I want to create some huge pgfplot with three different axis and a lot of data points. In summary there are 20160 lines of data existent.

My problem is: All few hours the values will change significantly for a time span of more or less one hour. Afterwards the values fall back to their previous levels. Therefore I cannot just reduce the amount of data without considering its variability.

Now I have tried different approaches on how to decrease LaTeX memory usage to avoid the capacity exceeded error:

  • Decrease plots point density with each nth point = {some high value} (see here)
  • Decrease plots point density with y filter = "plot only values if bigger than..." (see here)

None of them has worked fine.

Questions are:

  1. Does LaTeX care about it at all if I set some of the above mentioned options to the axis, or does it only care about the amount of data in the raw data table (without considering axis options)?

  2. Are there some other options available to avoid this "famous error" of exceeding the memory?

  3. Is externalizing the compilation process still actual?

Unfortunately, compiling with LuaLaTeX didn't succeed as well.

  • 1
    Have you tried using LuaLaTeX and (important) setting \pgfplotsset{compat=1.16} (which is the current version, the Lua backend will be used with 1.12 and up only, see the manual). – TeXnician Apr 20 at 21:59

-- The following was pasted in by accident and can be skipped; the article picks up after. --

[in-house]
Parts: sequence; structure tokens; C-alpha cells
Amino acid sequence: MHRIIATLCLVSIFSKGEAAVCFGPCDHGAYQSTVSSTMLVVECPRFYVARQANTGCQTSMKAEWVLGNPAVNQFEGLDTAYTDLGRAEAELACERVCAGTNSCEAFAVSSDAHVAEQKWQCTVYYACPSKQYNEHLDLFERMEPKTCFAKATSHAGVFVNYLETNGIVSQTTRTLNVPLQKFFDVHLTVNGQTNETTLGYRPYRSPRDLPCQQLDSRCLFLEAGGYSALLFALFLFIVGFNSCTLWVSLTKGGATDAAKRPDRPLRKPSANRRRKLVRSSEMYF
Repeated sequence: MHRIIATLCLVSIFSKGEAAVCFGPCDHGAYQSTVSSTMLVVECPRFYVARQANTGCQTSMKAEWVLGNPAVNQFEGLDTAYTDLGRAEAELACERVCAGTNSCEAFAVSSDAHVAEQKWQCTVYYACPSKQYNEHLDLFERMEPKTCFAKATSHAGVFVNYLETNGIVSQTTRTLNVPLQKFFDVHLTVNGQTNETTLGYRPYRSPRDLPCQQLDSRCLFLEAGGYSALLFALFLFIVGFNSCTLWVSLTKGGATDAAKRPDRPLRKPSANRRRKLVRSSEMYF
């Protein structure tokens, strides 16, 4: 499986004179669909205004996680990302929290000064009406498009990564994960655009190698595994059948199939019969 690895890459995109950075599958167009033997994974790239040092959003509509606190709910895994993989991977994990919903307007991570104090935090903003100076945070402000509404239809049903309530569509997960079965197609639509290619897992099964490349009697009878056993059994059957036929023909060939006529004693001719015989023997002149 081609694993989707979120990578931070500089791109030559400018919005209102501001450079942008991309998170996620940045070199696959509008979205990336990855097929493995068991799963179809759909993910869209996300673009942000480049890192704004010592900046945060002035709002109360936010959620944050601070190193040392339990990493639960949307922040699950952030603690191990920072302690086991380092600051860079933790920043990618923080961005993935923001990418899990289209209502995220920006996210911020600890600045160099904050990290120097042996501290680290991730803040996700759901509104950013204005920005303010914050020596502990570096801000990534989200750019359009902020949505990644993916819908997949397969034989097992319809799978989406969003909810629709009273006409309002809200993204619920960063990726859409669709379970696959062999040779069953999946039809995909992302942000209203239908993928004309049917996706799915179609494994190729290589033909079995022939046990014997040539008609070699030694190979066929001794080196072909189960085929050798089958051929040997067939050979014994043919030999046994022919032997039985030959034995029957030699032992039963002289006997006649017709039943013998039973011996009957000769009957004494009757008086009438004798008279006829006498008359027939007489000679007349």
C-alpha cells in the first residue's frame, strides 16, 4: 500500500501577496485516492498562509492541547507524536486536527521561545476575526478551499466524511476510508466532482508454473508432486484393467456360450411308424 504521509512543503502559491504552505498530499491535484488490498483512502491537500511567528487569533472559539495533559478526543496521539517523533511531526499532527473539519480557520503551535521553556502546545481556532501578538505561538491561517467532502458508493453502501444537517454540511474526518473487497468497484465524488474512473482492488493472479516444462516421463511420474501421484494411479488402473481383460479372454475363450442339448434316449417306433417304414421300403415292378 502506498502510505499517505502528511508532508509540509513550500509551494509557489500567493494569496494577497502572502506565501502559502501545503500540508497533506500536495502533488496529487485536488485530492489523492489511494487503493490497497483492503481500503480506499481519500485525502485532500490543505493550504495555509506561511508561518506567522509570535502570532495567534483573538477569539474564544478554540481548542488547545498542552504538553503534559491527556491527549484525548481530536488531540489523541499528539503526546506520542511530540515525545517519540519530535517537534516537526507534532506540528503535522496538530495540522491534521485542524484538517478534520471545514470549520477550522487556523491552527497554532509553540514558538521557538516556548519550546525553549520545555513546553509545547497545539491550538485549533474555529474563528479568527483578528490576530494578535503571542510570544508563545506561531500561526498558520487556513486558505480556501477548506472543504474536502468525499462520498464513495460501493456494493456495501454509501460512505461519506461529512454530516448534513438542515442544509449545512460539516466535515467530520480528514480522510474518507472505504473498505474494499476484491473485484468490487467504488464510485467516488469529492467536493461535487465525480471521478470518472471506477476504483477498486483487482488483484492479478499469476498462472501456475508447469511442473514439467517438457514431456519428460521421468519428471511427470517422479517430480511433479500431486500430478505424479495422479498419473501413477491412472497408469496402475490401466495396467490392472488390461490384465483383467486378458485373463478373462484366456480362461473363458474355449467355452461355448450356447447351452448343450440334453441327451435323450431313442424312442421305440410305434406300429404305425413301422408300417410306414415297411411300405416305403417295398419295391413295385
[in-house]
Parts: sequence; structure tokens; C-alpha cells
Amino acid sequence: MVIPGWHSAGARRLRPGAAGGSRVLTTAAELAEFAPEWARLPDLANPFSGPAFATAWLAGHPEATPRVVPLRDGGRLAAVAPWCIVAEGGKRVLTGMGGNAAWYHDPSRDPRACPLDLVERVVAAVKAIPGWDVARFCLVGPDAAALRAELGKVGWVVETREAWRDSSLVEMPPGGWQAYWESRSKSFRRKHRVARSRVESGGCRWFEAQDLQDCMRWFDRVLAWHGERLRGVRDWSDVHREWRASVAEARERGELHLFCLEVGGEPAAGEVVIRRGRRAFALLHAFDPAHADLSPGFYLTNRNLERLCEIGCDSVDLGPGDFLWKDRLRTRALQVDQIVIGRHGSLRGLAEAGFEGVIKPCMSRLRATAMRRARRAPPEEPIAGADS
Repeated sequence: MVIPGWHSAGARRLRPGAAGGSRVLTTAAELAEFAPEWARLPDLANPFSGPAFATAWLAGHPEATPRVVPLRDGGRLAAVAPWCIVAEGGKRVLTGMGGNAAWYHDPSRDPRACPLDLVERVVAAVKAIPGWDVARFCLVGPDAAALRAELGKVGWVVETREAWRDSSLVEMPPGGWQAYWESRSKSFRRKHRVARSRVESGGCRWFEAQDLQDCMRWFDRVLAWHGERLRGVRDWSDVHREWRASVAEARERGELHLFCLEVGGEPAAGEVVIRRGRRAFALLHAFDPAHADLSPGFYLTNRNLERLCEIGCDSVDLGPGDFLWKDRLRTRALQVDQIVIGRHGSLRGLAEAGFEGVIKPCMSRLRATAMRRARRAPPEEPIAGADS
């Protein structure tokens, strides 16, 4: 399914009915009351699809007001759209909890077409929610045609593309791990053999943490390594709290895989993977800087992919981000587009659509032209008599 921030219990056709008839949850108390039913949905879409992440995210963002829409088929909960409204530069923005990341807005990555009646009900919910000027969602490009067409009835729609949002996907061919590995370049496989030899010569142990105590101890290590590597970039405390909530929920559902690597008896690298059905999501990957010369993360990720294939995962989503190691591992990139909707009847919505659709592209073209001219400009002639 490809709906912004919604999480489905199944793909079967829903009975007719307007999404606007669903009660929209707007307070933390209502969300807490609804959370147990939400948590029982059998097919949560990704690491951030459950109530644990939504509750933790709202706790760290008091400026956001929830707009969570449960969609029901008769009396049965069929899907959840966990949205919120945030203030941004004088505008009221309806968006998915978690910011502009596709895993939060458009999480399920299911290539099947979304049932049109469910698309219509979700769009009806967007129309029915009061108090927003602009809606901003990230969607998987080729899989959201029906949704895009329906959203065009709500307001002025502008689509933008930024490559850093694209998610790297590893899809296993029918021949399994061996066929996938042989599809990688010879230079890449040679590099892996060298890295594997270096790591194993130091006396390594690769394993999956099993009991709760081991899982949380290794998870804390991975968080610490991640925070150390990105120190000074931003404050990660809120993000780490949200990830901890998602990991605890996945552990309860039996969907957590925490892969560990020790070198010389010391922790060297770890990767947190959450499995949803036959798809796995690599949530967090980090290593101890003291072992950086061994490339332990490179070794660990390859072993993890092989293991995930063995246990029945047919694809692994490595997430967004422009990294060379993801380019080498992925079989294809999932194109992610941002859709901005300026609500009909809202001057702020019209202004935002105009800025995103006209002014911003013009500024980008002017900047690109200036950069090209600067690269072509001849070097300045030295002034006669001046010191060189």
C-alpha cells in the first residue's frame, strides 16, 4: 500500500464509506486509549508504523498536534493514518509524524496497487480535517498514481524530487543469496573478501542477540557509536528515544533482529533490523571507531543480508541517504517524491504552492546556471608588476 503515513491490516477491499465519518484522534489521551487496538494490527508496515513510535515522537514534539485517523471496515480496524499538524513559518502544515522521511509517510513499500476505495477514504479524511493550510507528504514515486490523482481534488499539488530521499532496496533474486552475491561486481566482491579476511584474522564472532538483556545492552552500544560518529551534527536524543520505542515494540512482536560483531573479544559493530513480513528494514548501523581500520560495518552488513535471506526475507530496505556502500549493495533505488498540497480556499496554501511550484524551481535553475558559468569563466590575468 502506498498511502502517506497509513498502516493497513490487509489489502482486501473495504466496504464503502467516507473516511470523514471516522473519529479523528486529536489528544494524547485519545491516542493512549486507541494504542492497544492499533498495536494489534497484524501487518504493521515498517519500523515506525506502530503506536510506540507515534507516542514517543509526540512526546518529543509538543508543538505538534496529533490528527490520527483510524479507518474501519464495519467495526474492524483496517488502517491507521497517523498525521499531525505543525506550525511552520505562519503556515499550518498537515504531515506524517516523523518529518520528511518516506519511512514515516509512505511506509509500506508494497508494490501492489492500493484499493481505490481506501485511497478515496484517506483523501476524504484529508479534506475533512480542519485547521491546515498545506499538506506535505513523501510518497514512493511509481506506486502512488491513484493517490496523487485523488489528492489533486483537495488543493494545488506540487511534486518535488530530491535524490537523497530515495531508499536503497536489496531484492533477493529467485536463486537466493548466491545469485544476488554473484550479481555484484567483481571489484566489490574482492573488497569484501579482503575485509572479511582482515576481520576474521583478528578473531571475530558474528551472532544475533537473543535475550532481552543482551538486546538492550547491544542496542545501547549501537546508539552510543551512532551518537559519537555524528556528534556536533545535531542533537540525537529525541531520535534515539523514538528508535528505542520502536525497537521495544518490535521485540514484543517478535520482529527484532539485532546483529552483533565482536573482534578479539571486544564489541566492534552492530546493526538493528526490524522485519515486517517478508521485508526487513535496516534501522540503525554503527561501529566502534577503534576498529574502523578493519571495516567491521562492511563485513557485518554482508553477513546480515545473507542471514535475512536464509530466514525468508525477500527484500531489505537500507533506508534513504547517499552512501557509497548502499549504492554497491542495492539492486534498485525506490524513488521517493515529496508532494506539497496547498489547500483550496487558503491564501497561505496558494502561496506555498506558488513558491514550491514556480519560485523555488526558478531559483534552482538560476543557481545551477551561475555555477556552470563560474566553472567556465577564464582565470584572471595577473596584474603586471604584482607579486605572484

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    All externalize does is move the pgfplot to a separate standalone document, so that ONLY the plot is processed. With really big datasets, even that isn't enough. The bear is dancing as hard as it can. – John Kormylo Apr 21 at 1:59
  • @TeXnician: Good point, thanks! On my older machine (Debian Stretch) I set it to 1.14. @JohnKormylo: Oh, okay! I thought even if creating a plot as standalone it could externalize the single axis to reduce the memory maybe? – Dave Apr 21 at 6:26
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    What externalize does is to compile a file in the background in a normal TeX process utilizing your full preamble. If you choose to make a standalone plot there is no benefit in using externalization. – TeXnician Apr 21 at 7:09
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    One could conceivably break the dataset into 2 or more blocks and process each block separately. Then one simply has to overlay the resulting images. – John Kormylo Apr 21 at 16:01

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